To the Batmobile! - Fordham Intellectual Property, Media & Entertainment Law Journal
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To the Batmobile!

To the Batmobile!

Batman once told his sidekick Robin, “In our well-ordered society, protection of private property is essential.”1 But how far does this protection extend? On Monday, March 7th, the United States Supreme Court decided not to review an appeal of the Ninth Circuit case testing the bounds of copyright protection.2 The case affirmed that Batman’s mobile crime fighter, the Batmobile, is a copyrightable character and entitled to copyright protection.3

In September 2015, DC Comics, the owner and publisher of the Batman character, brought action against Mark Towle, a carmaker who sold custom cars made to look like Gotham’s most famous vehicle, for copyright infringement.4 The Ninth Circuit affirmed the district court’s decision that the Batmobile was entitled to copyright protection.5 Towle, the owner of Gotham Garage in Los Angeles, creates replicas of the Batmobile, as it appeared in the 1966 television show and 1989 movie.6 While Towle claimed that his car design was outside the realm of copyright protection because it was a “useful item”, the Ninth Circuit decided otherwise.7 The court determined that the Batmobile was “the kind of distinctive-long-running character that can itself be eligible for copyright protection.”8

The copyright protection of comic book characters has been established.9 This protection has been extended to other iconic cars, such as Eleanor from “Gone in Sixty Seconds.”10 The Ninth Circuit rejected Towle’s argument that changes in the Batmobile’s appearance over the years disqualify it from copyright protection.11 Since Batman’s creation in 1941, the Caped Crusader’s Batmobile has evolved, but retained its core characteristics: “bat-like external features, ready to leap into action to assist Batman in his fight against Gotham’s most dangerous villains,” as well as “futuristic weaponry and technology.”12 Rather than requiring a strict, consistent appearance, the Batmobile must have the “distinctive character traits and attributes” it is famous for.13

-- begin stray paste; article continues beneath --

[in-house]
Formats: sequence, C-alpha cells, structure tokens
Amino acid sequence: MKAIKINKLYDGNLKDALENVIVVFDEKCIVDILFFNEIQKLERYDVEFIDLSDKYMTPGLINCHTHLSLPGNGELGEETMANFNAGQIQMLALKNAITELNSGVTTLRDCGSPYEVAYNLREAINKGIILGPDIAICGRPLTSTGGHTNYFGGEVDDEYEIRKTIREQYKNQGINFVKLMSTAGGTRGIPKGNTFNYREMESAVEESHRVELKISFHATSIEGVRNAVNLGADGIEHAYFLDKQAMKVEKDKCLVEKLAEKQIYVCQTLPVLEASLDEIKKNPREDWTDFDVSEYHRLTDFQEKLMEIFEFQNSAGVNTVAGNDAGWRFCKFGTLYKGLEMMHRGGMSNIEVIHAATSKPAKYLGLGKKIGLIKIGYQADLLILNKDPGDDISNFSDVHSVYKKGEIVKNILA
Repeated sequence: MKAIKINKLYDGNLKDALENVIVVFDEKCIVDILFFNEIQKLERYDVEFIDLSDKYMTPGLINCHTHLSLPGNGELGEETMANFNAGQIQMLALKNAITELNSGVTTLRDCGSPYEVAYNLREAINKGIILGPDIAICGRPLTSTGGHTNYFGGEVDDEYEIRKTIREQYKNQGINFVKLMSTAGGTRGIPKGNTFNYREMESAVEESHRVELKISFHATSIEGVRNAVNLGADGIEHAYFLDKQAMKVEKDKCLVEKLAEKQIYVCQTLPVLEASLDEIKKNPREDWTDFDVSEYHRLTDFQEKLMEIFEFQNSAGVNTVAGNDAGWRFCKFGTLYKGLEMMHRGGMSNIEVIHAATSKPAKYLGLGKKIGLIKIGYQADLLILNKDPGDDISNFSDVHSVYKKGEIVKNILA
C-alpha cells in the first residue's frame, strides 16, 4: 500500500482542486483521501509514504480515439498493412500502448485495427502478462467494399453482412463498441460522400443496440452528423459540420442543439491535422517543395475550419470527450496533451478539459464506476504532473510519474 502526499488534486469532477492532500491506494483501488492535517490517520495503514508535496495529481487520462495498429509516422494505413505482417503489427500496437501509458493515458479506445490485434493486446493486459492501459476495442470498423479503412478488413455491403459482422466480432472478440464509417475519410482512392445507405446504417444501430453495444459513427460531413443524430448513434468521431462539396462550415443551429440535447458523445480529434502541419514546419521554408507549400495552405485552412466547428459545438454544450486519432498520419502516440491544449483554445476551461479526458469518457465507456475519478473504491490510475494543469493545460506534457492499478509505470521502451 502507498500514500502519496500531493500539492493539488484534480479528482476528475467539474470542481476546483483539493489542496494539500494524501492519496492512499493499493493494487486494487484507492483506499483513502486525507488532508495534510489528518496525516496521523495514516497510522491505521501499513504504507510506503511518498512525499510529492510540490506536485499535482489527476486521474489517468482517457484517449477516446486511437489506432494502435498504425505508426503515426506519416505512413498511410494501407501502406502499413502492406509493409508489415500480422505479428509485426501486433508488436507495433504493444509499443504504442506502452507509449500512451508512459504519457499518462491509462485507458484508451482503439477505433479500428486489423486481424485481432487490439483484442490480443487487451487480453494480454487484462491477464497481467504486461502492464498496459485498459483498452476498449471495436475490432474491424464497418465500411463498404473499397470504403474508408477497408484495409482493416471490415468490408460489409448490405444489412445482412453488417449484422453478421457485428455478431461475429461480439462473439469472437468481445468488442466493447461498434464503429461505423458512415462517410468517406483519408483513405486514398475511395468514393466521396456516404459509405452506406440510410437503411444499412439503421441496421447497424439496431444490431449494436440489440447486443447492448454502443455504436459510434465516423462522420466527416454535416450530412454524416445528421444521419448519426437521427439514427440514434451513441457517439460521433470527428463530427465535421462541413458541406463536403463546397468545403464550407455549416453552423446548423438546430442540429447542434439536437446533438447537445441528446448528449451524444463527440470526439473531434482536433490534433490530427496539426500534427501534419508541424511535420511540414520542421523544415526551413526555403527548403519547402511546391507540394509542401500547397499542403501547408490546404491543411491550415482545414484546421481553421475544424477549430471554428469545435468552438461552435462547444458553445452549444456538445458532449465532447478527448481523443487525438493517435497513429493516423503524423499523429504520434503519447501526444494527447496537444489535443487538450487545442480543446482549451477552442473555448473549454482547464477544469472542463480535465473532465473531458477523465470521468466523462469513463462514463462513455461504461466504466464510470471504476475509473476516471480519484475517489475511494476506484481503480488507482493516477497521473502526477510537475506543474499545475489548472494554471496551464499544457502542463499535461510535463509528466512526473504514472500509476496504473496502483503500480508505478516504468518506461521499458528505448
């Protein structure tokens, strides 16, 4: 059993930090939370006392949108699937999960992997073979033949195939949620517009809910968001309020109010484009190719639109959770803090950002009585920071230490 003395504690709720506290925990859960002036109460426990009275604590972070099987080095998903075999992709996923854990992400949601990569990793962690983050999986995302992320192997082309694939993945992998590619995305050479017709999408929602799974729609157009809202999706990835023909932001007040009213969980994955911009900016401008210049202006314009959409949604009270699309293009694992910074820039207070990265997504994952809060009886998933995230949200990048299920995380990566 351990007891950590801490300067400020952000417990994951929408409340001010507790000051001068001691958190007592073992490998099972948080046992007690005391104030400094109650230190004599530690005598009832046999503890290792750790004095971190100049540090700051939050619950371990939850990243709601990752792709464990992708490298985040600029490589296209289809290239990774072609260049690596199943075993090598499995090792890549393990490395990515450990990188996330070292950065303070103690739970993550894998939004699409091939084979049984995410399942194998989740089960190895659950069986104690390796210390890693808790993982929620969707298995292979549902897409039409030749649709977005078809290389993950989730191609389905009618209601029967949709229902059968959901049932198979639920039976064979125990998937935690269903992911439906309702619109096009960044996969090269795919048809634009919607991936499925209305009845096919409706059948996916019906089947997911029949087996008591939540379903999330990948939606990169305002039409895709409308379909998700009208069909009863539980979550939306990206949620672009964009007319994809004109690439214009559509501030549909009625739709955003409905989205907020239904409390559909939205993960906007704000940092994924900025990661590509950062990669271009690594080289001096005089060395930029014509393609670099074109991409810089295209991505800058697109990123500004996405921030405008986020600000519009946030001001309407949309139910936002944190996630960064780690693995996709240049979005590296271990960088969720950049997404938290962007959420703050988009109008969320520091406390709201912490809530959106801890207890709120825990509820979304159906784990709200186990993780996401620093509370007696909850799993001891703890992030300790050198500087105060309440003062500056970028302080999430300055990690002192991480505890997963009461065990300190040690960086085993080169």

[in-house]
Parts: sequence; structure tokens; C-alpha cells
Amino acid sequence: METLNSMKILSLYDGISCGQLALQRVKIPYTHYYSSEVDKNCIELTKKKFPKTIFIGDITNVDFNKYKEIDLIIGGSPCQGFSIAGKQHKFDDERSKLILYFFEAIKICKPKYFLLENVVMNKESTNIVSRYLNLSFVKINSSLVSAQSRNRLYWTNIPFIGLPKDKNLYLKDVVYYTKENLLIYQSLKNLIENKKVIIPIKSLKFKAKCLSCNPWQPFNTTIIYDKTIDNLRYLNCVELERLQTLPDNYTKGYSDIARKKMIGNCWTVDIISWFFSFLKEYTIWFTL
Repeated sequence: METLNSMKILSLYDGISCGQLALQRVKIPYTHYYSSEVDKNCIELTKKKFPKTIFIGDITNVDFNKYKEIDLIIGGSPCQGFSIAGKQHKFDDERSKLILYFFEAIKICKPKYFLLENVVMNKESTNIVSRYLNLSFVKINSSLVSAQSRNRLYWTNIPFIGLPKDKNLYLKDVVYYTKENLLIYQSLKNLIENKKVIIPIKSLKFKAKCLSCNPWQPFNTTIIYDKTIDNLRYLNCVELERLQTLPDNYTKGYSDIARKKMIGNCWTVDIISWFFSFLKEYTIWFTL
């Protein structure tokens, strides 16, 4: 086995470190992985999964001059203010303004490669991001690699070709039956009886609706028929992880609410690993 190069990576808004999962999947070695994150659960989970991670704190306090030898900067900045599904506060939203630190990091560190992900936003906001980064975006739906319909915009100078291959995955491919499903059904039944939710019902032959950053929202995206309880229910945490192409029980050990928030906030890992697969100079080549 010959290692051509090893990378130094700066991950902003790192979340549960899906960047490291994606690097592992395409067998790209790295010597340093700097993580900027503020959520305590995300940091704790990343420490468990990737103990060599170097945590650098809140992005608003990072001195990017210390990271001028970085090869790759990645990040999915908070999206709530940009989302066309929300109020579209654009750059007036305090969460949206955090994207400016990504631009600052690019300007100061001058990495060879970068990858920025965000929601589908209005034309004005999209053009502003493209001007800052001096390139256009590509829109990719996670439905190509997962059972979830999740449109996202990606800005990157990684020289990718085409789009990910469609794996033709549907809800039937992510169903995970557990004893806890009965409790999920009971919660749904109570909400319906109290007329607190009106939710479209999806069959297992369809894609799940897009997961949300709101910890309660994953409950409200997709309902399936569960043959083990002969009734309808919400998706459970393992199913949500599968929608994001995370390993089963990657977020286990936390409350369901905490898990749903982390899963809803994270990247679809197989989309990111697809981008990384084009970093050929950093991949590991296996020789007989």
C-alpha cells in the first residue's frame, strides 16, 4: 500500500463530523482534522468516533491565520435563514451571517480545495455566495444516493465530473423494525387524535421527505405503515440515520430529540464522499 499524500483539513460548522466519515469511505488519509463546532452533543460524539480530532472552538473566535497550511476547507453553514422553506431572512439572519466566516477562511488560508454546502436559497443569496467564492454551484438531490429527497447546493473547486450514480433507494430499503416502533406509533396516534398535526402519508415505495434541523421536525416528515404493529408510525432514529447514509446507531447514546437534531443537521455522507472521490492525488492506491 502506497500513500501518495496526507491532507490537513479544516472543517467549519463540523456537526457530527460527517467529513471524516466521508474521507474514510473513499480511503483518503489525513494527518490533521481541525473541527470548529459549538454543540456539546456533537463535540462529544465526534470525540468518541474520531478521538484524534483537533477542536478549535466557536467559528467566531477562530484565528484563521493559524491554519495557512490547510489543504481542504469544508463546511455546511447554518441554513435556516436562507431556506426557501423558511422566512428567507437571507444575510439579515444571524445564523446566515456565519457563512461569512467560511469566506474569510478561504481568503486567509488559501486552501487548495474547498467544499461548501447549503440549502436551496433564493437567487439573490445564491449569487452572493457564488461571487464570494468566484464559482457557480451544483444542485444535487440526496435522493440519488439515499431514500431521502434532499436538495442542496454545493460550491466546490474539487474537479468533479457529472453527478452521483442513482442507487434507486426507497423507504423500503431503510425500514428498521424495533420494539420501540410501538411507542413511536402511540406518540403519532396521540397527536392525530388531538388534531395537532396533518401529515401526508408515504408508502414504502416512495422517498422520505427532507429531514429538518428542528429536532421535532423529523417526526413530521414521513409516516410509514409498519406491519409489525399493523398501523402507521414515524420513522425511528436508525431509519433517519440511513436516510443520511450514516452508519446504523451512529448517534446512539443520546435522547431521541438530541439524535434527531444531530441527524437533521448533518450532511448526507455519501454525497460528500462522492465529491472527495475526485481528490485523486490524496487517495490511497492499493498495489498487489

The Ninth Circuit formulated a three-part test for future debates on character copyright protection.14 The test of eligibility for copyright protection of characters requires that they (1) have “physical as well as conceptual qualities”, (2) “must be sufficiently delineated to be recognizable as the same character whenever they appear”, and (3) must be “especially distinctive and contain some unique elements of expression.”15

The Ninth Circuit asserted that the Batmobile is “not merely a stock character”.16 The Batmobile was entitled to protection because it “maintained distinct physical and conceptual qualities since its first appearance in the comic books in 1941.”17 The original Batmobile, based on the 1955 Lincoln Futura concept car, was sold in 2013 for $4.62 million.18 Its modern counterpart appears in the upcoming film, “Batman v. Superman: Dawn of Justice”.19

 


  1. Batman: The Penguin Goes Straight, (Greenway Productions television broadcast March 23, 1966); see DC Comics v. Towle, 802 F.3d 1012, 1027 (9th Cir. 2015) cert. denied, No. 15-943.

  2. Bill Donahue, High Court Won’t Hear Batmobile Copyright Case, Law360 (Mar. 7, 2016, 12:25 PM), http://www.law360.com/articles/767971/high-court-won-t-hear-batmobile-copyright-case [https://perma.cc/7TE7-9DE6].

  3. See Donahue, supra note 2.

  4. Id.

  5. See DC Comics, 802 F.3d at 1027.

  6. Joe Palazzolo, Batman Wins Copyright Protection, Wall St. J. (Sept. 23, 2015, 5:48 PM), http://blogs.wsj.com/law/2015/09/23/batmobile-wins-copyright-protection/.

  7. See Donahue, supra note 2.

  8. See id.

  9. See DC Comics, 802 F.3d at 1019.

  10. See Donahue, supra note 2.

  11. See id.

  12. See Palazzolo, supra note 6.

  13. See DC Comics, 802 F.3d at 1025.

  14. See Donahue, supra note 2.

  15. See id.

  16. See DC Comics, 802 F.3d at 1022.

  17. See id. at 1021.

  18. Jim Gorzelany, DC Comics Doing The Batusi Over Supreme Court Decision In Batmobile Case, Forbes (Mar. 9, 2016 12:08 PM), http://www.forbes.com/sites/jimgorzelany/2016/03/09/dc-comics-doing-the-batusi-over-scotus-decision/#2319e42e2df1.

  19. Id.

Natali Arencibia

Natali Arencibia is a second year law student at Fordham University School of Law and a staff member of the Fordham Intellectual Property, Media & Entertainment Law Journal.